First Aid for Cuts

  1. Assess the nature of the injury.  Is it contained to the cut or are there other complications?
  2. To control severe bleeding, apply direct pressure to the wound by hand as quickly as possible. If the wound is large and wide open, you may have to bring the edges of the wound together first.
  3. While keeping pressure on the wound, elevate the injured area ?this will reduce blood flow to the wound.
  4. Place the casualty at rest. This will help to reduce heart rate and subsequently blood flow and shock.
  5. Quickly cover the wound with dressings, preferably sterile, and continue direct pressure over the dressings.
  6. Before applying a bandage to the wound, check for circulation below the injury. Blood flow may have been interrupted.
  7. Bandage the injury using techniques as outlined by approved first aid programs, such as those taught by St. John Ambulance.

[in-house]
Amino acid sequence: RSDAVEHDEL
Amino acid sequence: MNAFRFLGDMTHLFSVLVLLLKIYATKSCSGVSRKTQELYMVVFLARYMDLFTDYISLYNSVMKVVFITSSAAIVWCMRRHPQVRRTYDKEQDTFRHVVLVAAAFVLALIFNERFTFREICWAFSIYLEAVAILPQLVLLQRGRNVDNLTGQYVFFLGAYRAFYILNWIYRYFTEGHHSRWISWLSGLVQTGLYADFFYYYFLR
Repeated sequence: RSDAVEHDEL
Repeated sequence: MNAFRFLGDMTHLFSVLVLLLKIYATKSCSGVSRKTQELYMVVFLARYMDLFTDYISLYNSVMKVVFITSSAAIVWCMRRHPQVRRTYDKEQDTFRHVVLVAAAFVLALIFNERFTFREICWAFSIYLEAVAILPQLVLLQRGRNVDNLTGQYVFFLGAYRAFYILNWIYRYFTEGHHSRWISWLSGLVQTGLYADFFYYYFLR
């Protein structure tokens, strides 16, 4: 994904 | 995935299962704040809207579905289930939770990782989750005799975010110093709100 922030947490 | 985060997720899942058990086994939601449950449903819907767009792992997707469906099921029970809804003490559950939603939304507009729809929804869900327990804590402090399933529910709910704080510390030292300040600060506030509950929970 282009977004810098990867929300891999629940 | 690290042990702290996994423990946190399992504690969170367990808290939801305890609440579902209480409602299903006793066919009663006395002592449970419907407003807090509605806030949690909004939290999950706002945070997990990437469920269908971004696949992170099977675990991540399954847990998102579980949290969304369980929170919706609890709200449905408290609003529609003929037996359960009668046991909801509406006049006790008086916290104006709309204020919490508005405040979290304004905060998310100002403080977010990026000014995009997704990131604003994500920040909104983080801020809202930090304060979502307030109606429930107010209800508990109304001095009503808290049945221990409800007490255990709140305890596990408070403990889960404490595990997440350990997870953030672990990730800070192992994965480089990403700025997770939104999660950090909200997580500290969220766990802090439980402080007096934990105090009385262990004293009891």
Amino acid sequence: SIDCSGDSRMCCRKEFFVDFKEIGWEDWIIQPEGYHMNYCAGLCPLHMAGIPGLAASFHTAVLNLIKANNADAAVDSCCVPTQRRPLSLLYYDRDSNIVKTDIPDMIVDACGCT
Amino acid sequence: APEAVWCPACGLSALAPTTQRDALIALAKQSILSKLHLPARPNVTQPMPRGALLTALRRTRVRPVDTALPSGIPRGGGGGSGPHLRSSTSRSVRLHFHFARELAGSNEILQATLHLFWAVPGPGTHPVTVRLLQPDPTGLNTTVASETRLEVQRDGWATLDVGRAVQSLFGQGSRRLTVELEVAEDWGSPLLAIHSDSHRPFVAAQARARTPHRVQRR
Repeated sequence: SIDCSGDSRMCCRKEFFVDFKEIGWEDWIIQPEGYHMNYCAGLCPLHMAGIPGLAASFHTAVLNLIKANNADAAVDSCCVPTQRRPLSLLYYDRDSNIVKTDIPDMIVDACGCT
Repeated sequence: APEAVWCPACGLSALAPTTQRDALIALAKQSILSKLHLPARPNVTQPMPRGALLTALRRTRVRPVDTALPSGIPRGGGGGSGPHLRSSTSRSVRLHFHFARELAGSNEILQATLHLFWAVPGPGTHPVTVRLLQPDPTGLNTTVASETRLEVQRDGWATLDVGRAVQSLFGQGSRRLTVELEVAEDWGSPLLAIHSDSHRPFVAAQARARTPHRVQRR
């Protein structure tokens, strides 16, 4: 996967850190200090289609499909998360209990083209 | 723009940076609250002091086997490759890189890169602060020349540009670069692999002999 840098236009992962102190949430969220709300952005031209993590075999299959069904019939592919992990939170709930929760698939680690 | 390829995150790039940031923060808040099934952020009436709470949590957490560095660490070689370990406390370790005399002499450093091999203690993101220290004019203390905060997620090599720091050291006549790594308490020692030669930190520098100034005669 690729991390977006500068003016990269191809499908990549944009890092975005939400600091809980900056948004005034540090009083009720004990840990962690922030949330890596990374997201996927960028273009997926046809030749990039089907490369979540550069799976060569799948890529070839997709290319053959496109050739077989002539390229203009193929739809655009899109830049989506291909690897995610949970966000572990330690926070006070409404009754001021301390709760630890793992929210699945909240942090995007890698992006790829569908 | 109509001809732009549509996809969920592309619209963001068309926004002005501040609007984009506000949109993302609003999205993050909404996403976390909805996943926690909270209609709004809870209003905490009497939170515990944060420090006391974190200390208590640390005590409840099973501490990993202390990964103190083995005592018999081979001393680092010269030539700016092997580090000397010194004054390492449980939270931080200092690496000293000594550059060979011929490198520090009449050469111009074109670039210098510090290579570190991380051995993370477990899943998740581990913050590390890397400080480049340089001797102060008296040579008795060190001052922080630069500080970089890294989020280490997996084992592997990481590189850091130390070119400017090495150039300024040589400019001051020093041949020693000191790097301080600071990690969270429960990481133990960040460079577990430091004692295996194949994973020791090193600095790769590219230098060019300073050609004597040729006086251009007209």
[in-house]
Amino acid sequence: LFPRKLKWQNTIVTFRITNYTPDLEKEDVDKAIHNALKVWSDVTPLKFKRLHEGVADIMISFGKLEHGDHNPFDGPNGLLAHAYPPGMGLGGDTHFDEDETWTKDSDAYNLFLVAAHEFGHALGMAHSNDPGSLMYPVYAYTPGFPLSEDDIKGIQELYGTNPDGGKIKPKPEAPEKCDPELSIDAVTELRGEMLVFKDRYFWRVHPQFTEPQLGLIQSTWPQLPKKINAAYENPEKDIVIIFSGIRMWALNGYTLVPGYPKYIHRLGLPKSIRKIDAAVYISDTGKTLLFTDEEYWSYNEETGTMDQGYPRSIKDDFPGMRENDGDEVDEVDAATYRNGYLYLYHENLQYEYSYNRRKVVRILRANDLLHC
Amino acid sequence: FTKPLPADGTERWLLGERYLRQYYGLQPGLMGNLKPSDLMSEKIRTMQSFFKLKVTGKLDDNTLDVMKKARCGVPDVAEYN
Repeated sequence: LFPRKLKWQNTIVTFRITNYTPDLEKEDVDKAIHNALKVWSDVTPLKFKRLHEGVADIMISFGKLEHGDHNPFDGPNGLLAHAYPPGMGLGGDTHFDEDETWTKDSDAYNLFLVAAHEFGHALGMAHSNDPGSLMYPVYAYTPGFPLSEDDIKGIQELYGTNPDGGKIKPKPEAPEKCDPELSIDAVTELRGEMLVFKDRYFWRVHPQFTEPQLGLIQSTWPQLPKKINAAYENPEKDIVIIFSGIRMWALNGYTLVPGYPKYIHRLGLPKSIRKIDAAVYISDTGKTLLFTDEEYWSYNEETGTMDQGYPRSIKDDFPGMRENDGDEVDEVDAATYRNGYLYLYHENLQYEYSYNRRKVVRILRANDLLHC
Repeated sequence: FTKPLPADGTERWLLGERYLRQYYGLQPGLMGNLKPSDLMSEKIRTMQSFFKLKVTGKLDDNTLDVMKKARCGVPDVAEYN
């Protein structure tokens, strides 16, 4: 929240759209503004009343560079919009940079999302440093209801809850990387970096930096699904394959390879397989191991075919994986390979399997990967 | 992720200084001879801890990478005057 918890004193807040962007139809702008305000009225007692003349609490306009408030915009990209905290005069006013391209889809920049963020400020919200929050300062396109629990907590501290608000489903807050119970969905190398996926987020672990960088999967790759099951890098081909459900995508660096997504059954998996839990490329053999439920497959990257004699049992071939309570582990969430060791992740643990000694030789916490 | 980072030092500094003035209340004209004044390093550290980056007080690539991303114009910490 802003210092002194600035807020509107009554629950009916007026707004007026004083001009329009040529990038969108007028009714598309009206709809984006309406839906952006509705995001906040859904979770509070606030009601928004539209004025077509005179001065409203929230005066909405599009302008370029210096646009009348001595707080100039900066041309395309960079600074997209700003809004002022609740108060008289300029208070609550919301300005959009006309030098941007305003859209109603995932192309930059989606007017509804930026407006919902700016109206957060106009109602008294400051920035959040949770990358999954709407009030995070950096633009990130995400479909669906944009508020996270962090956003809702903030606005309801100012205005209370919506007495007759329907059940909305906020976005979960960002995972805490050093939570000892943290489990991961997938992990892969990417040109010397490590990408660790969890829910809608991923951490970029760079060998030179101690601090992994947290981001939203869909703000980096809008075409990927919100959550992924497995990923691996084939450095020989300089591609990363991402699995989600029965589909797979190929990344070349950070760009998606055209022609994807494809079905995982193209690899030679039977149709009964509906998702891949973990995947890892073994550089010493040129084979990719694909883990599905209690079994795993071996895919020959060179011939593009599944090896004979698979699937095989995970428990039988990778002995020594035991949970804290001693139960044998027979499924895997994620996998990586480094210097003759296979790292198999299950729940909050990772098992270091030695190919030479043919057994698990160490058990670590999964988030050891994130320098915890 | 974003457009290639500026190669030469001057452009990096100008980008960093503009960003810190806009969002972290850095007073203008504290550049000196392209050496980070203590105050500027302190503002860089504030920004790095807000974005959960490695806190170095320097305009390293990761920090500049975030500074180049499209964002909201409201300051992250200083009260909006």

8. After bandaging, check circulation below the injury again to ensure blood flow has not been restricted by bandaging. If necessary, loosen the bandage enough to improve circulation.
  9. If the dressings become blood soaked, don抰 remove them, add more and continue pressure. Removing the dressings may disturb blood clots and expose the wound to further contamination.
  10. For severe bleeding, always seek medical attention.
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